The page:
Dr. McNug: Because Gloria Steinem had been a kid and reading those comics, and it really had an effect on her, and a lot of other feminists of that generation. So, has Wonder Woman single-handedly changed the world? No, I don’t think so, but did having that character to spark the imagination of something a little different? Yeah, I’d say so.

Brad Means: Yeah, I was gonna ask you if you think we’re giving a comic book character too much credit, but we’re perhaps not, I mean, she did, in many young women’s minds, create that spark, right?

Dr. McNug: Right, and so maybe the way to think of it is that the comic book character doesn’t do all these things, but the people that she inspires certainly have made some changes in the world.

Brad Means: Do you have a problem with the way she’s dressed?

Dr. McNug: Are you talking about the film, or the comic, or…?

Brad Means: I’m just talking about the image of Wonder Woman that pops in most people’s minds, and that is a woman who… You know, I mean, there’s some skin that’s being bared, I don’t know if she ever was fully covered. The question comes from this, the National Organization for Decent Literature, in 1942, put Wonder Woman on its blacklist ’cause they said she wasn’t sufficiently dressed.

Dr. McNug: Right, and it’s interesting because one of the things about Marston is that he is a psychologist, and he really thought about things like sexuality in a way that some other people didn’t, and thought that prudery, in his terms, this is prudery, right, being prudish, was one of the things that held women back because they were expected to be so modest that they essentially disappeared. Now, again, if we think of the context of the 1940s, remember, women weren’t allowed to compete in marathons. It was thought that if women ran more than one mile at a time, that would ruin their ability to have children. I know, isn’t that funny?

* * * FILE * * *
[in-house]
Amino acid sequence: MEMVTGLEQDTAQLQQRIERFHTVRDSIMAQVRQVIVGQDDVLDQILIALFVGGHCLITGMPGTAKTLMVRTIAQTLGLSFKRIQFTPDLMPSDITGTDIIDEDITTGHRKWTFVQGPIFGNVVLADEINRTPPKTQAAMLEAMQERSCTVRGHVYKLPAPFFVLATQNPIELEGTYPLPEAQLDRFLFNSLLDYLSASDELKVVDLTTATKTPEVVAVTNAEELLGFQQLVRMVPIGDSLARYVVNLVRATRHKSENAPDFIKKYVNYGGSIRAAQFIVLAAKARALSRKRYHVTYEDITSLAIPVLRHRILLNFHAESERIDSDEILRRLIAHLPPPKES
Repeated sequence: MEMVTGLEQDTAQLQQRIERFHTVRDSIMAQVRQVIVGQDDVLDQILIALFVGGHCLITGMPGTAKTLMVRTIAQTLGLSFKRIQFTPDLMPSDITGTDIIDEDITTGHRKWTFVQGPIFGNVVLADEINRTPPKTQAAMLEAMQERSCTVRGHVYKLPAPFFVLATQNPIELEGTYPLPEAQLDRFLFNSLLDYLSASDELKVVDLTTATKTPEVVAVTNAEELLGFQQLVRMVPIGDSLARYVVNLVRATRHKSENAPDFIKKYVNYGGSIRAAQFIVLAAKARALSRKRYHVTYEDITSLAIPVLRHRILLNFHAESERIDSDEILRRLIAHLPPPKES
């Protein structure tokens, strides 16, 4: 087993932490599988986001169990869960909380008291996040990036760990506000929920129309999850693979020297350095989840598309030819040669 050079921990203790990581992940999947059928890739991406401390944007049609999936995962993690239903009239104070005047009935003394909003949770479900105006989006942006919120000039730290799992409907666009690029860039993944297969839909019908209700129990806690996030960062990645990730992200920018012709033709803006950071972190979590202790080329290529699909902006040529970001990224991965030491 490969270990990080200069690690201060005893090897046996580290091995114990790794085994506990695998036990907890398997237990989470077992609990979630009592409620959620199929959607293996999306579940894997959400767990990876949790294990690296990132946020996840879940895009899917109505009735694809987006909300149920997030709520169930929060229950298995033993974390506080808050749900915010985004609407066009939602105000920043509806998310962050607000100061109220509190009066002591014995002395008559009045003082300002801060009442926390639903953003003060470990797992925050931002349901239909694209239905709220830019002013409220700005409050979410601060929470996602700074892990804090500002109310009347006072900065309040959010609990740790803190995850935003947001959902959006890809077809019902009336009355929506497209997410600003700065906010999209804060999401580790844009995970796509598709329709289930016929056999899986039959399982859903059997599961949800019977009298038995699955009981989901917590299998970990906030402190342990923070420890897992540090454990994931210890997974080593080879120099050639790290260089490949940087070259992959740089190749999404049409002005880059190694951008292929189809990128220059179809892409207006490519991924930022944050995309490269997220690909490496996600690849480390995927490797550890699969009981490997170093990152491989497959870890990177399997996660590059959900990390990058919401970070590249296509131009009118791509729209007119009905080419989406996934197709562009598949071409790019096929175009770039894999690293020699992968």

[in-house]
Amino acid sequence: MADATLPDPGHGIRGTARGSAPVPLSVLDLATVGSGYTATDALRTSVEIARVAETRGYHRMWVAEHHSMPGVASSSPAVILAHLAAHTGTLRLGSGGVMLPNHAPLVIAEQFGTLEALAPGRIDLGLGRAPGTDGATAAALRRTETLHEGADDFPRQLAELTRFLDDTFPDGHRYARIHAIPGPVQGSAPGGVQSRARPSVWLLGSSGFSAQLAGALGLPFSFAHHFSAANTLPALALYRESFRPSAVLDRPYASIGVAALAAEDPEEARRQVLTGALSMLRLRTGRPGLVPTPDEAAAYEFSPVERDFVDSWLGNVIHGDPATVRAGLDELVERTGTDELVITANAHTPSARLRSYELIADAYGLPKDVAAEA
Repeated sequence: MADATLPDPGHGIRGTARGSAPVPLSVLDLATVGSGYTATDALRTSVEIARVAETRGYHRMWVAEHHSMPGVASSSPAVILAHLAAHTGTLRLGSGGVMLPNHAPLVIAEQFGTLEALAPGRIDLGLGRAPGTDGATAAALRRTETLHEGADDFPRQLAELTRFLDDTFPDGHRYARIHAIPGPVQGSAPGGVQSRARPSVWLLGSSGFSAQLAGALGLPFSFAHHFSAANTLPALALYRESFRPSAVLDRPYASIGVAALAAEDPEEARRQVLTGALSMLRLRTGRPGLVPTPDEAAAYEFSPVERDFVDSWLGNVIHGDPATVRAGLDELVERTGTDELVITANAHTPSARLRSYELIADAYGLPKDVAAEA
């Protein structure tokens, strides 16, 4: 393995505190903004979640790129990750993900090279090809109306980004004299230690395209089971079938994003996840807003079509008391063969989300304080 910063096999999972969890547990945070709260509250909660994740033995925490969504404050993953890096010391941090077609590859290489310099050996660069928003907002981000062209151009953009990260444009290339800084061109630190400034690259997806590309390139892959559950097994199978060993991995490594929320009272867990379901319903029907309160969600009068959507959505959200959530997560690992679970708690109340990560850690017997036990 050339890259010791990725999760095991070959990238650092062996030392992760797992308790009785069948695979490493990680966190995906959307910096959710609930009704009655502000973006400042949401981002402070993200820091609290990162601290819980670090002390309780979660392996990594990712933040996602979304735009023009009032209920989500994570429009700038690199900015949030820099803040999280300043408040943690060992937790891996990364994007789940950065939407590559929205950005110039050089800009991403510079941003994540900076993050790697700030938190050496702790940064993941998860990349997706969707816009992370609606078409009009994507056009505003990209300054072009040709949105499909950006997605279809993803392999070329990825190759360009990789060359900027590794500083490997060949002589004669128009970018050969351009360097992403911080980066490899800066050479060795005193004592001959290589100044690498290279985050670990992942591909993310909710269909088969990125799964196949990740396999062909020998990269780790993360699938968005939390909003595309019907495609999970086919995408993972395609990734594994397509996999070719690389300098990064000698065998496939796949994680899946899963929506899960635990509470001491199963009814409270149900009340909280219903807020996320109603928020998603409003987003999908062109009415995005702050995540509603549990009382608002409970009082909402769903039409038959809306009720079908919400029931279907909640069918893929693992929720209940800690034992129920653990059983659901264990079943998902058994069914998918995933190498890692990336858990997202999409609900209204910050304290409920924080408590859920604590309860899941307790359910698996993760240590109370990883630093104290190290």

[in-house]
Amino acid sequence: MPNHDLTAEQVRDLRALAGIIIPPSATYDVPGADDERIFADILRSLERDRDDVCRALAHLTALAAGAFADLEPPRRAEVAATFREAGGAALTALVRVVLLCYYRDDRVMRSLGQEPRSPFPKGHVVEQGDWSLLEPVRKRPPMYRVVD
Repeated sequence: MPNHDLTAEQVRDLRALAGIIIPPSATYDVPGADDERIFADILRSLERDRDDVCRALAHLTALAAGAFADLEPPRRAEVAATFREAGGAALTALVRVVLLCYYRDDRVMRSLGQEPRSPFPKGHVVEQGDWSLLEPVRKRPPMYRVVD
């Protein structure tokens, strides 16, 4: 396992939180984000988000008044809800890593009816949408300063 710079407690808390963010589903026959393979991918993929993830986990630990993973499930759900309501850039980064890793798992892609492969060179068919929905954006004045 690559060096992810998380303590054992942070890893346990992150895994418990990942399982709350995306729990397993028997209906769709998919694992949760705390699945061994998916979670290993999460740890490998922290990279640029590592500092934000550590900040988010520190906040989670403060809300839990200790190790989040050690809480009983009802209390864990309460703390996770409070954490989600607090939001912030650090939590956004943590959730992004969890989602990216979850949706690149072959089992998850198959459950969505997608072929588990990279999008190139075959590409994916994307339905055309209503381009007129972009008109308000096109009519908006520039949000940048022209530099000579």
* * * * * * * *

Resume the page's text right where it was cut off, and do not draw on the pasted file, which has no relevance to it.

Brad Means: It’s amazing, people used to think like that.

Dr. McNug: I know, I know, it’s really amazing. This is why history is fun. So, he’s really fighting in a world where women’s ability simply to be athletic, to be outdoors, is severely constrained. You know, to give another example of the context of this, right, Wonder Woman debuts in 1941, just as the United States is getting into the Second World War, right? Well, in 1942, Congress starts thinking about this proposal to create a Women’s Auxiliary to the Army. That’s incredibly controversial. “We can’t put women in uniform! “They can’t be in the Army! “This will ruin our entire country!” And that’s the context where you have a Wonder Woman character, so you sort of have to think of it in those terms, that he’s really doing something kind of revolutionary.